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Blindness Health News

Severe visual impairment and blindness are complex symptoms that can be caused by a variety of genetic disorders, injuries or health conditions that develop over time. In some cases, congenital blindness is a birth defect that leads to a child being born with visual impairment or without the ability to see at all. In other instances, diseases like macular degeneration, glaucoma, diabetic retinopathy and cataracts can rob people of their sight over time.

In the past, blindness was often viewed as a condition that people simply had to live with. But medical advances and a growing volume of research have indicated that many causes of visual impairment can be detected and corrected before they lead to total vision loss. This is true even in infants, though diagnosing and treating the problems in these populations is more difficult.

Causes of Blindness

Most of the time, blindness that's present at birth is due to some form of genetic abnormality that leads to problems such as congenital cataracts or infantile glaucoma, among others. But other forms of blindness happen gradually, often by leaving a visual problem untreated until it progresses to major visual impairment.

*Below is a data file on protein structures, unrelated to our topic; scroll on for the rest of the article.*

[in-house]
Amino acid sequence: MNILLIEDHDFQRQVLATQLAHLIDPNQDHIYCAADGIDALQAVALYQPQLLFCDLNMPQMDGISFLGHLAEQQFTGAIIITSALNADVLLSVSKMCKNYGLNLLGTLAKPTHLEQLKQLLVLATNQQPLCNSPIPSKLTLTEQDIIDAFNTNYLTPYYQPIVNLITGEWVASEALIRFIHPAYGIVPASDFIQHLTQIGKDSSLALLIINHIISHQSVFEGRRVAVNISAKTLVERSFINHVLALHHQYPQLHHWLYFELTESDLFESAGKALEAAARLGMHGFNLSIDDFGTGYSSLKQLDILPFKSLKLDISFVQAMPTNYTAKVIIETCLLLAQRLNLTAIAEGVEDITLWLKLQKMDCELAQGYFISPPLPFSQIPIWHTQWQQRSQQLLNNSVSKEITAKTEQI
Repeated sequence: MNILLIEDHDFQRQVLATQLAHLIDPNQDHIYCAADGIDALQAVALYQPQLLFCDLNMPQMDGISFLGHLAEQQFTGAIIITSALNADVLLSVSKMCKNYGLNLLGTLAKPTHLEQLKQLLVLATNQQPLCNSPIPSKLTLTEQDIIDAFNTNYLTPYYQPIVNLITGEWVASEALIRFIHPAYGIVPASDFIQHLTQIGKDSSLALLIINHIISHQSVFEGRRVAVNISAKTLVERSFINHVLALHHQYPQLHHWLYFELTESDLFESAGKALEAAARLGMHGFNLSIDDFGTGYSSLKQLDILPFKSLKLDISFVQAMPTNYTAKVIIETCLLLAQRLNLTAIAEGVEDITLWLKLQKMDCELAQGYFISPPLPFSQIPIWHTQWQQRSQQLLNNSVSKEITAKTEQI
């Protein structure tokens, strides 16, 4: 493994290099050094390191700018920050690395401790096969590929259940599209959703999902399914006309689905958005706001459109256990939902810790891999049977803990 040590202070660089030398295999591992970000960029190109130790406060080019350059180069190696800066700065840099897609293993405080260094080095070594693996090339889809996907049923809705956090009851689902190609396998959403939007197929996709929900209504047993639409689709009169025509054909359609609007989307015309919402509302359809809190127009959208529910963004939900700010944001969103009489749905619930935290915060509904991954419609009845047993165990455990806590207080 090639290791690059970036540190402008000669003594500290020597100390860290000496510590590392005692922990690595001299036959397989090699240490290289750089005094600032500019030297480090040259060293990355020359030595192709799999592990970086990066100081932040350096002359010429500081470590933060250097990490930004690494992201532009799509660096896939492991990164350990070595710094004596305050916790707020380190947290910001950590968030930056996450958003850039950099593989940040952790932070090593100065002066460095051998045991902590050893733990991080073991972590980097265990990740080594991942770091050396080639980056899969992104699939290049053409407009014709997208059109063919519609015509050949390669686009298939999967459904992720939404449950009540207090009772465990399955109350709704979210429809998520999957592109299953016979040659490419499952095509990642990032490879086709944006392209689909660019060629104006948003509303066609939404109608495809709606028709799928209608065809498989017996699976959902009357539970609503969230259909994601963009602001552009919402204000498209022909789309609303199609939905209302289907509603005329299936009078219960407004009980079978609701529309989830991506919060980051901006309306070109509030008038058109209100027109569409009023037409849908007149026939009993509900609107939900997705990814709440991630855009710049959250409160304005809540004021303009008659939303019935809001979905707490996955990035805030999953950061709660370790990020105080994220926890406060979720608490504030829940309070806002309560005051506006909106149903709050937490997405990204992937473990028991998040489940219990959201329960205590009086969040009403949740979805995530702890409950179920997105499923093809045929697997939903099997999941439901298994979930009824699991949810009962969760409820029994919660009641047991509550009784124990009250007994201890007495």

Cataracts, which cause a general blurring of the lens of the eye, cause more blindness throughout the world than any other condition. Glaucoma, in which fluid pressure builds up over time in the eye, is another common cause. Age-related macular degeneration, or AMD, often robs central vision from adults over the age of 60. Finally, blindness is often tied to the disease diabetes. Over time, diabetes affects blood flow throughout the body, and the retina of the eye is often one victim, in this instance in the form of diabetic retinopathy.

Treatment

Many people with blindness can lead active and fulfilling lives, but they will probably need training and education in order to live better with their condition. This includes instruction in basic life skills like learning how to get around safely and communicate and read using Braille, for example.

If a person is at risk for blindness or vision impairment because of a disease, the best weapon against this is a regular eye examination. These exams can help detect problems and treat them before they progress too far down the road.

SOURCES: U.S. National Library of Medicine; Middle East African Journal of Ophthalmology; National Federation of the Blind

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